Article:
Following ex-Slackers were ex-Ruder than You members, reformed into a band called... Ruder than You! I'm still so glad these guys re-grouped. They just take me back to high-school days, and crazy shows. They seem to have taken up the mantle of kings of ska-core, which is fine, since the Bosstones ain't around, and RTY does a damn good job of it. They also show a good front on the ska and dance-hall side. They did a bunch of covers, including a wild version of "Paranoid" by Black Sabbath, and "Guns of Brixton" by the Clash. Just a word of warning - know all the lyrics, if you're going to sing a cover. Especially if the song is by the Clash. They also sung a bit of a Sublime song, I forget which. It seemed to be a theme to reference Sublime, as they weren't the only ones to sing their stuff. But that was still cool. It's nice to hear people who know that Sublime didn't invent reggae recognize that they still did a damn good job of it.

I took a break and a walk around NYC during the first half of the next band, which I'm kind of upset at, because from what I saw they were a wild act. Bigger Thomas could have been called Bigger Stage, cause that's what they needed. 12 members of the band were on stage. No kidding. 5 horns, 2 guitars, bass, drums, percussion, keyboards and a singer. This was ska at it's purest. I felt like I could have been at a Two-Tone show in the 70s. These guys had energy and the crowd felt it. They did a bunch of covers of old ska songs, which was fine, they had the size and talent to do so. The lead singer was a black rudie (don't see much of them) who couldn't stop jumping around, dancing, and spouting his political opinion. Again - *shrug* meh. This was another thing of note - not only was the crowd racially diverse, but every band was mixed of races and sexes. It was a good feeling to have, everyone represented, playing the same music. I'll definately keep an eye out for Bigger Thomas, and probably bring some people who have never heard ska to one of their shows - you couldn't get a better intro to it.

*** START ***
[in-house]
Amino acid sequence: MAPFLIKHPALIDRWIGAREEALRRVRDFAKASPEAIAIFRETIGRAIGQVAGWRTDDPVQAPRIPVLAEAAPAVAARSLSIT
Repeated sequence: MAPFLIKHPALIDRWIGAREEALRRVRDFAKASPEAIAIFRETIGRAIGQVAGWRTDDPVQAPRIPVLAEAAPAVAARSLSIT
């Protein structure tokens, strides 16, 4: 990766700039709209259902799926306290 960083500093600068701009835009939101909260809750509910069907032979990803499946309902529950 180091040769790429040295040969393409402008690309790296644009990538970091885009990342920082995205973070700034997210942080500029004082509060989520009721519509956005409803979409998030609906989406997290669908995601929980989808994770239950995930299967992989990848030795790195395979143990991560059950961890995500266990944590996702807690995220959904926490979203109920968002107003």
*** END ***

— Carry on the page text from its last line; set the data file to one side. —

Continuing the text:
Next up - Coolie Ranx. yep. just one guy. Coolie was an ex-Toaster, ex-Pilfer, and current DJ. When Pilfers broke up, it was a shame. Strictly ashame. They played a mix of Dancehall reggae and hardcore punk rock (which they dubbed ragga-core) that no one else could imitate, match, or... whatever. Coolie's new act is similar to King Django's - a stripped down rock group backing his dancehall vocals. Similar to Pilfers, but these guys obviously did not have the ska roots of Pilfers. Also, it was definately not a band. Just musicians backing another singer. Speaking of which, Coolie had another singer - some girl named Denise who apparently used the same bands for her own reggae shows. She even sang a song. But back to Coolie - I'm not sure I liked the new sound, but I sure as hell would have liked it better with a girl to dance with. It was slow and funky, like dancehall, but loud and driving, like rock. Coolie's lyrics were his usual brand of soul-searching and unity-preaching. The top of the show was when Coolie did his usual bit of coming into the crowd, and hyping them up (which the crowd definately needed after his act.) He came down chanting "Dancehall style show me dancehall style" he formed a circle and demonstrated to everyone how to slowly rock to dancehall. By the time he was back on stage everyone was grooving. He ended with a Pilfers' song, which apparently everyone liked, because the crowd went nuts, and a mosh pit broke out.